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 Gigabit Ethernet Networking, by William Lane (Sams), starting at \$0.01

How Gigabit Ethernet Works
 Author: Gabriel Torres Type: Tutorials Last Updated: October 10, 2005 Page: 2 of 3 Select Page to Load Introduction Data Transmission Performance Issues
Data Transmission

On 10BaseT standard each bit that the computer wants to transmit is physically coded into a single transmitting bit, i.e., for a group of eight bits being transmitted, eight signals will be generated on the wire. Its 10 Mbps transfer speed means that its clock is of 10 MHz, but just because each clock cycle a single bit is transmitted. On other standards this is different.

100BaseT uses a coding scheme called 8B/10B, where each group of eight bits is coded into a 10-bit signal. So, differently from 10BaseT, each bit does not directly represents a signal on the wire. If you make the proper math, with a 100 Mbps data transfer rate, the clock rate of 100BaseT is of 125 MHz (10/8 x 100).

So, Cat 5 cables are certified to have a transmission speed of up to 125 MHz.

What Gigabit Ethernet does is to change the coding. Instead of making each bit to be coded into a single signal like 10BaseT or to code each 8-bit group into a 10-bit signal, it codes two bits per signal. So, a signal over a Gigabit Ethernet cable represents two bits, instead of a single bit. In order words, instead of just using two voltages on a signal representing merely ”0“ or ”1“, it uses four different voltages, representing ”00“, ”01“, ”10“ and ”11“.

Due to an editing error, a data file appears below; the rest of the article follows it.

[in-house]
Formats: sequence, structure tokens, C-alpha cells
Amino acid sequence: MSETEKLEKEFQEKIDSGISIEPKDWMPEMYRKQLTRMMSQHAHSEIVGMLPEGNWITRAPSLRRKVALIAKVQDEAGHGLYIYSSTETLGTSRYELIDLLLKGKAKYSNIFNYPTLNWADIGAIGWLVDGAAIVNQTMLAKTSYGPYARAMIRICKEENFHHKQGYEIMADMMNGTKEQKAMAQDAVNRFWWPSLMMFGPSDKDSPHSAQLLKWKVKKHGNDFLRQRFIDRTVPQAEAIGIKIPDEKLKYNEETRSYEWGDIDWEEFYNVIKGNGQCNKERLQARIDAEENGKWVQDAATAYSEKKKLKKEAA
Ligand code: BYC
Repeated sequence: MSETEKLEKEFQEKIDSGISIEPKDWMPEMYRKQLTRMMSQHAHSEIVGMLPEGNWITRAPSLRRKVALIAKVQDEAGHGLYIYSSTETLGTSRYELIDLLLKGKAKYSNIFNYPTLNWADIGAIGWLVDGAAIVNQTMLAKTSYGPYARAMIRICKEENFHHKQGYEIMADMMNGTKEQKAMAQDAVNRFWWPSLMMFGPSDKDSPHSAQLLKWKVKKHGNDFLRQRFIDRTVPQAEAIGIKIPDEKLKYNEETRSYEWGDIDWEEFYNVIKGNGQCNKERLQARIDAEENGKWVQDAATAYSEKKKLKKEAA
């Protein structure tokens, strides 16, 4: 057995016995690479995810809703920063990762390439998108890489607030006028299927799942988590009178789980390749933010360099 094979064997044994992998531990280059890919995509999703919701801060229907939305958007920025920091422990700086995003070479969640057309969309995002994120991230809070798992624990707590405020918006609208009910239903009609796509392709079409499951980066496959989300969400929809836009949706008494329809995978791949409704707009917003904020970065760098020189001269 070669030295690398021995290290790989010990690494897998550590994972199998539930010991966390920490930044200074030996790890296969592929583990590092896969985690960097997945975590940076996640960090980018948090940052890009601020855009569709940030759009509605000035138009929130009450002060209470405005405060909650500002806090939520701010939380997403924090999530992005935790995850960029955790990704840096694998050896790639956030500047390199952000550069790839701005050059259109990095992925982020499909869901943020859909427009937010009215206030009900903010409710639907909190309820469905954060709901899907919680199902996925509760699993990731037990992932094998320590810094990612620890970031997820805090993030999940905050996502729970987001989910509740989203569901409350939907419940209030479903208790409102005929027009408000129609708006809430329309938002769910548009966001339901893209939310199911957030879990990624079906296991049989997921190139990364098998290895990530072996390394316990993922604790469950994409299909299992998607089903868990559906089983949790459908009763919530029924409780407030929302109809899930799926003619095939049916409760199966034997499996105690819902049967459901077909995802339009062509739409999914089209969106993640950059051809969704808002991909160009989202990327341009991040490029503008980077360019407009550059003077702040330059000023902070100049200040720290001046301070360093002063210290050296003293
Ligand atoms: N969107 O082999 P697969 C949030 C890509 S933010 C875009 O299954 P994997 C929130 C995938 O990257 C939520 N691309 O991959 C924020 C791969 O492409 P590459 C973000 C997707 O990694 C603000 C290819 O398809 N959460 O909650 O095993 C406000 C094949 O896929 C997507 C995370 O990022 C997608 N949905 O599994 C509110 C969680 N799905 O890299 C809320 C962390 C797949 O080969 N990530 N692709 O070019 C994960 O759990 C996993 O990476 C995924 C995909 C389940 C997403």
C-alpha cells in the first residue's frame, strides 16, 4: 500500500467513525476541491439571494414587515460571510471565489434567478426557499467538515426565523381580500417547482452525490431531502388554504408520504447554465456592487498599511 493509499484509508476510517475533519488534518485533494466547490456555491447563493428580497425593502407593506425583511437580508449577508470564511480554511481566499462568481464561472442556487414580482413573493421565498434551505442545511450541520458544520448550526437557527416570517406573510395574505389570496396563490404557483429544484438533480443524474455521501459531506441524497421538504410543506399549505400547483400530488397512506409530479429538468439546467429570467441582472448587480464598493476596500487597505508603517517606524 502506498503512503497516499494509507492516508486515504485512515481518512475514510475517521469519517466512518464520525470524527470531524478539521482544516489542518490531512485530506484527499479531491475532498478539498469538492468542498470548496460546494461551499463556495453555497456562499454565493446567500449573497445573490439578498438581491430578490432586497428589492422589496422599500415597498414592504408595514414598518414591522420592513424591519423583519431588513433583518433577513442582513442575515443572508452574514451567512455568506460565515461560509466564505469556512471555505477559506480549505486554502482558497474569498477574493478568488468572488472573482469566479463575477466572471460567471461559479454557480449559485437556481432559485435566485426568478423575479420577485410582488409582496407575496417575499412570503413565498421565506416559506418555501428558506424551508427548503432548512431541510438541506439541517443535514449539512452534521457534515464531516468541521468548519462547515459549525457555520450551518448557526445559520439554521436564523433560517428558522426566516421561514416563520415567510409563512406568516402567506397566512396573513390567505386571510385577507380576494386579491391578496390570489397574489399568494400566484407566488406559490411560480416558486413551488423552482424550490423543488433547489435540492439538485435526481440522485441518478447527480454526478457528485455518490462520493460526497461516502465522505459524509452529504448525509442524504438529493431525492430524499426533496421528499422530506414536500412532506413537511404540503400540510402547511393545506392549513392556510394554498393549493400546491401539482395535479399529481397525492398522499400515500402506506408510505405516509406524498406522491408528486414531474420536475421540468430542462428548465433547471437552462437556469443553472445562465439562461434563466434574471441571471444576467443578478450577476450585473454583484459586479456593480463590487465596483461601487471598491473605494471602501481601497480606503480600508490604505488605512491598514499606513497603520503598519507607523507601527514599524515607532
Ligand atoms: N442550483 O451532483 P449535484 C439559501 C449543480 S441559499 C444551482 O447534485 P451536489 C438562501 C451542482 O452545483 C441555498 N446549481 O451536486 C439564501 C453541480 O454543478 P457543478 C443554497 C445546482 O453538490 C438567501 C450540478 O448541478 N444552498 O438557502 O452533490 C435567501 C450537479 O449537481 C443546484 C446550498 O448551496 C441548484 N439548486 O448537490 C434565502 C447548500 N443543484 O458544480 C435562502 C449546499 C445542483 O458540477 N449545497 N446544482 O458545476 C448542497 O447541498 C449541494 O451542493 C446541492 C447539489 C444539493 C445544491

Also, instead of using just four wires of the cable, Gigabit Ethernet uses all wires.

On top of this, all pairs are used in a bi-directional fashion. As we’ve seen above, both 10BaseT and 100BaseT uses different pairs for transmission and reception; on 1000BaseT, as Gigabit Ethernet cabling is also called, the same pairs are used for both data transmission and reception.

The beauty of Gigabit Ethernet is that it still uses the 100BaseT/Cat 5 clock rate of 125 MHz rate, but since more data is transmitted per time, the transfer rate is higher. The math is quite simple: 125 MHz x 2 bits per signal (i.e., per wire pair) x 4 signals per time = 1.000 Mbps.

This modulation technique is called 4D-PAM5 and it actually uses five voltages (the fifth voltage is used for its error-correction mechanism).

So it is a mistake to say that Gigabit Ethernet runs at 1.000 MHz. It doesn’t. It runs at 125 MHz just like Fast Ethernet (100BaseT), but it achieves a 1.000 Mbps because it transmits two bits per time and uses the four pairs of the cable.

In the table below you can check Gigabit Ethernet cabling pinout. ”BI“ stands for bi-directional, while DA, DB, DC and DD stand for ”Data A“, ”Data B“, ”Data C“ and ”Data D“, respectively.

 Pin Color Function 1 White with Green +BI_DA 2 Green -BI_DA 3 White with Orange +BI_DB 4 Blue +BI_DC 5 White with Blue -BI_DC 6 Orange -BI_DB 7 White with Brown +BI_DD 8 Brown -BI_DD

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